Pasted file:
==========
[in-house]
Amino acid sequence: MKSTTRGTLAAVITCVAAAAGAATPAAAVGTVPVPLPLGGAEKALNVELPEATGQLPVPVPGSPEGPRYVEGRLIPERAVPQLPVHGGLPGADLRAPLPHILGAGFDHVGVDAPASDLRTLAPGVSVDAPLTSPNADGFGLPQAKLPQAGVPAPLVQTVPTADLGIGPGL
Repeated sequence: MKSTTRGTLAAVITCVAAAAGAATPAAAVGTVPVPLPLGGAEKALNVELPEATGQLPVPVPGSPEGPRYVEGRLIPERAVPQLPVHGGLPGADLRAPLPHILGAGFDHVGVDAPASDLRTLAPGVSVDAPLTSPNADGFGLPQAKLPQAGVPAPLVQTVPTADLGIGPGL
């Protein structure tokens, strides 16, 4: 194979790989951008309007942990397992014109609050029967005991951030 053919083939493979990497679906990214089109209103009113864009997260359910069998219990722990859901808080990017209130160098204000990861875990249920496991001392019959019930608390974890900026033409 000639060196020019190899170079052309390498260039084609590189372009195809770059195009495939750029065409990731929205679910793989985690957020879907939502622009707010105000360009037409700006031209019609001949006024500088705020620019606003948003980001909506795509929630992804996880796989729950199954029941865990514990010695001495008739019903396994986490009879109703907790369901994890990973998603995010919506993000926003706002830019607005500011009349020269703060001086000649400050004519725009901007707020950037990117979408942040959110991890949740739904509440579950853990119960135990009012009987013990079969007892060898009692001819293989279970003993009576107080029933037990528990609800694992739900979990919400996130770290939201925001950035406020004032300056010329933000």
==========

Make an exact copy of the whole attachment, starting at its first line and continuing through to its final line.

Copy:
[in-house]
Amino acid sequence: MKSTTRGTLAAVITCVAAAAGAATPAAAVGTVPVPLPLGGAEKALNVELPEATGQLPVPVPGSPEGPRYVEGRLIPERAVPQLPVHGGLPGADLRAPLPHILGAGFDHVGVDAPASDLRTLAPGVSVDAPLTSPNADGFGLPQAKLPQAGVPAPLVQTVPTADLGIGPGL
Repeated sequence: MKSTTRGTLAAVITCVAAAAGAATPAAAVGTVPVPLPLGGAEKALNVELPEATGQLPVPVPGSPEGPRYVEGRLIPERAVPQLPVHGGLPGADLRAPLPHILGAGFDHVGVDAPASDLRTLAPGVSVDAPLTSPNADGFGLPQAKLPQAGVPAPLVQTVPTADLGIGPGL
């Protein structure tokens, strides 16, 4: 194979790989951008309007942990397992014109609050029967005991951030 053919083939493979990497679906990214089109209103009113864009997260359910069998219990722990859901808080990017209130160098204000990861875990249920496991001392019959019930608390974890900026033409 000639060196020019190899170079052309390498260039084609590189372009195809770059195009495939750029065409990731929205679910793989985690957020879907939502622009707010105000360009037409700006031209019609001949006024500088705020620019606003948003980001909506795509929630992804996880796989729950199954029941865990514990010695001495008739019903396994986490009879109703907790369901994890990973998603995010919506993000926003706002830019607005500011009349020269703060001086000649400050004519725009901007707020950037990117979408942040959110991890949740739904509440579950853990119960135990009012009987013990079969007892060898009692001819293989279970003993009576107080029933037990528990609800694992739900979990919400996130770290939201925001950035406020004032300056010329933000």